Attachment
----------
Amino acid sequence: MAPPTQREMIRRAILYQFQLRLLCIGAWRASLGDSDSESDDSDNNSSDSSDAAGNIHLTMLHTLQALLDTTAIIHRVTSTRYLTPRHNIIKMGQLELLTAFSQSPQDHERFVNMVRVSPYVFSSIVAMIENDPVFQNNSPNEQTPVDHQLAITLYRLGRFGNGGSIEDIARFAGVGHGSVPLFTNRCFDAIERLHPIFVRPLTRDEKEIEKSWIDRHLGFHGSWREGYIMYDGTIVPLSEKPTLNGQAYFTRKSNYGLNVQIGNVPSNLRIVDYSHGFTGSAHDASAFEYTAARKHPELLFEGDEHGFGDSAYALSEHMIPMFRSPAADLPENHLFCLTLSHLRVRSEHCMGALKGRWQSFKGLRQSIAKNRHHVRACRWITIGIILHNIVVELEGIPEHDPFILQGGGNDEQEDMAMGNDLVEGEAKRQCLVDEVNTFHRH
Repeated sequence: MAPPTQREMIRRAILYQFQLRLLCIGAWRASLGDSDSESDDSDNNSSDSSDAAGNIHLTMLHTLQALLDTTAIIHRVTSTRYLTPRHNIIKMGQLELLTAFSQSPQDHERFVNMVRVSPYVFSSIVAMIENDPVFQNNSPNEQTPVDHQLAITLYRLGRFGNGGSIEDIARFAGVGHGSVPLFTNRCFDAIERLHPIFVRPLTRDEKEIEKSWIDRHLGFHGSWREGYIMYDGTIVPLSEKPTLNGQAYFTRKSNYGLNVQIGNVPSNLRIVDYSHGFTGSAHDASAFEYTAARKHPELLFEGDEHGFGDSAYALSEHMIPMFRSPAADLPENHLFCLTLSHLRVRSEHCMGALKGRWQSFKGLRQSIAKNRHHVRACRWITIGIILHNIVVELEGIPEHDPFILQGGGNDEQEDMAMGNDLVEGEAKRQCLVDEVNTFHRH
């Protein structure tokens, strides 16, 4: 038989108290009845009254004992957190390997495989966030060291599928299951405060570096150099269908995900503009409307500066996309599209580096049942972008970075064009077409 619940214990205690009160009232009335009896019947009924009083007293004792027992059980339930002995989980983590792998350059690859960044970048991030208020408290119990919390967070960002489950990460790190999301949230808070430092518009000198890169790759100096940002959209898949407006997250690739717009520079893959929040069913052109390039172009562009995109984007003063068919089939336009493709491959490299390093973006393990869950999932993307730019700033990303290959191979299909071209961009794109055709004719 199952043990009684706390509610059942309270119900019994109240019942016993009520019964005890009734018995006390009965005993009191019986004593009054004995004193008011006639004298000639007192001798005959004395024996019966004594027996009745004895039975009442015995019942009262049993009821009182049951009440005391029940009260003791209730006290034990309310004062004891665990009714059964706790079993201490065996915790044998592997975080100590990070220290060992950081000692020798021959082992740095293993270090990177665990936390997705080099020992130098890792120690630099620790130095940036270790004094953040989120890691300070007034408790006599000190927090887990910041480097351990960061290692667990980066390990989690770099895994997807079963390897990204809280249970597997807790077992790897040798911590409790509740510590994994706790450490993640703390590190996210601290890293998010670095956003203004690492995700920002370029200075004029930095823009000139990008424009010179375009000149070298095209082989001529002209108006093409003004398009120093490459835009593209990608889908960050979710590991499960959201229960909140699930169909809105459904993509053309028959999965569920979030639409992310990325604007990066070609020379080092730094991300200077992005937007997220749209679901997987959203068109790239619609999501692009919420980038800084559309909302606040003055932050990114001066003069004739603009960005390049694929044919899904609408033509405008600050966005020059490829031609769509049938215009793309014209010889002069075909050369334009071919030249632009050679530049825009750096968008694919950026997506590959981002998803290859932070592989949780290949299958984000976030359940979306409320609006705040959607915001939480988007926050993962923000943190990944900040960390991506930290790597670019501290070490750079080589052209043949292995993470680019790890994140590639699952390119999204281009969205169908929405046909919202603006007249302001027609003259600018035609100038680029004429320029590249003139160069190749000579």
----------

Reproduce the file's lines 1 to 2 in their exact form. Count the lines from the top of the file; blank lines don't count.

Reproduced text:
Amino acid sequence: MAPPTQREMIRRAILYQFQLRLLCIGAWRASLGDSDSESDDSDNNSSDSSDAAGNIHLTMLHTLQALLDTTAIIHRVTSTRYLTPRHNIIKMGQLELLTAFSQSPQDHERFVNMVRVSPYVFSSIVAMIENDPVFQNNSPNEQTPVDHQLAITLYRLGRFGNGGSIEDIARFAGVGHGSVPLFTNRCFDAIERLHPIFVRPLTRDEKEIEKSWIDRHLGFHGSWREGYIMYDGTIVPLSEKPTLNGQAYFTRKSNYGLNVQIGNVPSNLRIVDYSHGFTGSAHDASAFEYTAARKHPELLFEGDEHGFGDSAYALSEHMIPMFRSPAADLPENHLFCLTLSHLRVRSEHCMGALKGRWQSFKGLRQSIAKNRHHVRACRWITIGIILHNIVVELEGIPEHDPFILQGGGNDEQEDMAMGNDLVEGEAKRQCLVDEVNTFHRH
Repeated sequence: MAPPTQREMIRRAILYQFQLRLLCIGAWRASLGDSDSESDDSDNNSSDSSDAAGNIHLTMLHTLQALLDTTAIIHRVTSTRYLTPRHNIIKMGQLELLTAFSQSPQDHERFVNMVRVSPYVFSSIVAMIENDPVFQNNSPNEQTPVDHQLAITLYRLGRFGNGGSIEDIARFAGVGHGSVPLFTNRCFDAIERLHPIFVRPLTRDEKEIEKSWIDRHLGFHGSWREGYIMYDGTIVPLSEKPTLNGQAYFTRKSNYGLNVQIGNVPSNLRIVDYSHGFTGSAHDASAFEYTAARKHPELLFEGDEHGFGDSAYALSEHMIPMFRSPAADLPENHLFCLTLSHLRVRSEHCMGALKGRWQSFKGLRQSIAKNRHHVRACRWITIGIILHNIVVELEGIPEHDPFILQGGGNDEQEDMAMGNDLVEGEAKRQCLVDEVNTFHRH